65 Bleecker Street

Also known as the Bayard–Condict Building, 65 Bleecker Street is one of the earliest examples of the Chicago school of architecture in New York City, and its original design was considered radical for its time.

Originally designed by the master Louis Sullivan and built between 1897 and 1899, 65 Bleecker Street is one of SoHo’s most important pieces of architecture. Conveniently located between Broadway and Lafayette Streets at the head of Crosby Street, this 13-story, 107,900 square-foot commercial office building is currently owned by Shulsky Properties.

In 2000, WASA/Studio A, a NYC-based architecture and engineering firm carefully restored the Bayard-Condict Building – as 65 Bleecker Street is also known – to its former glory by repairing or replacing its 7,000 glazed terra-cotta tiles. During the renovation the storefronts were also restored with replicas of the original column capitals that had been replaced with commercial aluminum storefronts over the years. In 2003, GVSHP presented WASA/Studio A with a Village Award for the restoration.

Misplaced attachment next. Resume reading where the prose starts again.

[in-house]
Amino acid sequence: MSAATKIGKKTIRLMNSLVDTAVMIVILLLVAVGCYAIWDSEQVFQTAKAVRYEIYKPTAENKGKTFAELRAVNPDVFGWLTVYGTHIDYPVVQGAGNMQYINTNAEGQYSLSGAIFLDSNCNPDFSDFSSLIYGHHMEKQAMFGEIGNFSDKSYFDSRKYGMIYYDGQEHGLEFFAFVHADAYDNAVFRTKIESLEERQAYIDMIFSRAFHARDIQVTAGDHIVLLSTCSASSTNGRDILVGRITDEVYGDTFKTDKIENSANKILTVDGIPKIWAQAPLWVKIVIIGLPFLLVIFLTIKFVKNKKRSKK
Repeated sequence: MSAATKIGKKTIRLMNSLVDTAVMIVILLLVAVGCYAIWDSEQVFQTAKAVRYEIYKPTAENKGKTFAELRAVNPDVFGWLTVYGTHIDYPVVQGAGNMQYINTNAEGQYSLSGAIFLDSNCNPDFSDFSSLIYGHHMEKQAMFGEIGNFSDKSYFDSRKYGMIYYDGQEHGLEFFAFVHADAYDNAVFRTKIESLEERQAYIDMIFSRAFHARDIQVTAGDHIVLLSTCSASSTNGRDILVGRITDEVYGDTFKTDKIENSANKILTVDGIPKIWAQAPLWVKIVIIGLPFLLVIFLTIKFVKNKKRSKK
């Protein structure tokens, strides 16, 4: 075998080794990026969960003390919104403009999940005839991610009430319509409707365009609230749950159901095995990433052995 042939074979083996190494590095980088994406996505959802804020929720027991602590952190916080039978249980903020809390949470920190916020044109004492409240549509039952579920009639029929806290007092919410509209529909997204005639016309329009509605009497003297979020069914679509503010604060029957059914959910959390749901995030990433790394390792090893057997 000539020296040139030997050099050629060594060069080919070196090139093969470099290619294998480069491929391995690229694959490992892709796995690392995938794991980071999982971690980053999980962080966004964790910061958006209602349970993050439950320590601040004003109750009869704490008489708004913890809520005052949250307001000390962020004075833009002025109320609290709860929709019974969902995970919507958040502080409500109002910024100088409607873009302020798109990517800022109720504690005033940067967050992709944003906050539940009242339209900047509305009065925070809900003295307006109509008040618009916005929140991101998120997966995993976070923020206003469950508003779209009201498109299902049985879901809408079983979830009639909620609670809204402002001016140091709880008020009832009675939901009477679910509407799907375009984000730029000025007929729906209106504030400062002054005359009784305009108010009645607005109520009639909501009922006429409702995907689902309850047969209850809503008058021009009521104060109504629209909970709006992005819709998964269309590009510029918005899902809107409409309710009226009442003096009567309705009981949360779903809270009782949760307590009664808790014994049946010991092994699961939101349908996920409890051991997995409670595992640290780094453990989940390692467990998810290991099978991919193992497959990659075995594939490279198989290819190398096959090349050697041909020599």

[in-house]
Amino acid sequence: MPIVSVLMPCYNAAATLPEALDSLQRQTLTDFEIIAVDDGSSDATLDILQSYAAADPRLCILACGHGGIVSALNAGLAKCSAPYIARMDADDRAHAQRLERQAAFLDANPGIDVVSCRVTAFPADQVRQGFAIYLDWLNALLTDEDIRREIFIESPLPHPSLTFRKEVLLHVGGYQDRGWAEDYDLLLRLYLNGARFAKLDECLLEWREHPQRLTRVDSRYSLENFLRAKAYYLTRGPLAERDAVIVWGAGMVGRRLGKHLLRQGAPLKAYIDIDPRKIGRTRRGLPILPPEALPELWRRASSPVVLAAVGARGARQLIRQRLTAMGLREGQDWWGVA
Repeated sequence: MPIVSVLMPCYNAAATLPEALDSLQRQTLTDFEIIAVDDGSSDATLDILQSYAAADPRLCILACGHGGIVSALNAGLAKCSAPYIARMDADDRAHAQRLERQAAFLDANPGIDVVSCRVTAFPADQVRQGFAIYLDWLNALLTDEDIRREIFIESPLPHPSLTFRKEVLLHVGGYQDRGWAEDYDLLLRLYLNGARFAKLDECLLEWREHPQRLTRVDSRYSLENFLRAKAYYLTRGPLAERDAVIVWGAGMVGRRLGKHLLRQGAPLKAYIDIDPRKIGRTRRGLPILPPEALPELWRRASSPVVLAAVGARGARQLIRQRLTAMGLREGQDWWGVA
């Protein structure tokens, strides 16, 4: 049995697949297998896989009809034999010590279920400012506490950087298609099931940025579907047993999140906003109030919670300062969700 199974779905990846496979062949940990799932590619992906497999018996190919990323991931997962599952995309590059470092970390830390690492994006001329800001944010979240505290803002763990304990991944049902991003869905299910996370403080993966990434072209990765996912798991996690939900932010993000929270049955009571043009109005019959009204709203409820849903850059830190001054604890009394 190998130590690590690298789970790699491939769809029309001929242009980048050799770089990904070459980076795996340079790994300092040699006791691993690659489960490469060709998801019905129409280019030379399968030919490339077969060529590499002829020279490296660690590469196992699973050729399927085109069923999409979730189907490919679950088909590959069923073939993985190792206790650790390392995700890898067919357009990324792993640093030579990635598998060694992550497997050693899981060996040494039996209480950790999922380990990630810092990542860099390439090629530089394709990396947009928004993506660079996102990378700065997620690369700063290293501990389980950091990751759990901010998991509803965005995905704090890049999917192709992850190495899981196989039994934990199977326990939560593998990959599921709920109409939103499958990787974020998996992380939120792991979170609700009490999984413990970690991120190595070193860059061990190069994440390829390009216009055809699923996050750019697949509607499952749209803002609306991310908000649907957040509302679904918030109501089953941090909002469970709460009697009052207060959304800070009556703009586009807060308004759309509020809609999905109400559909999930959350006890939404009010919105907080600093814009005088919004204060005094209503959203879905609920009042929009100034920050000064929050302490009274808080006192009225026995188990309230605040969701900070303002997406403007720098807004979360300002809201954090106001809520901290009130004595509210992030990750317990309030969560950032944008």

The Bayard-Condict Building was designated a New York City Landmark on November 25, 1975. 65 Bleecker St. was later added to the National Register of Historic Places and designated as a National Historic Landmark on December, 8 1976.

Current tenants include Estee Lauder, Focus Features, Andy Warhol Foundation for Visual Arts, Inc. and Virgin USA. LePain Quotidien and Todd Merrill Antiques occupy ground floor retail spaces. The Bayard-Condict Building is conveniently accessible from the 6, B, D, F, M, N and R trains.

65 Bleecker Street, New York, New York  
New York City Landmark 
Shulsky Properties 
Louis Sullivan 
Year Built
Square Footage
Only building in New York City designed by Louis Sullivan; also known as Bayard–Condict Building.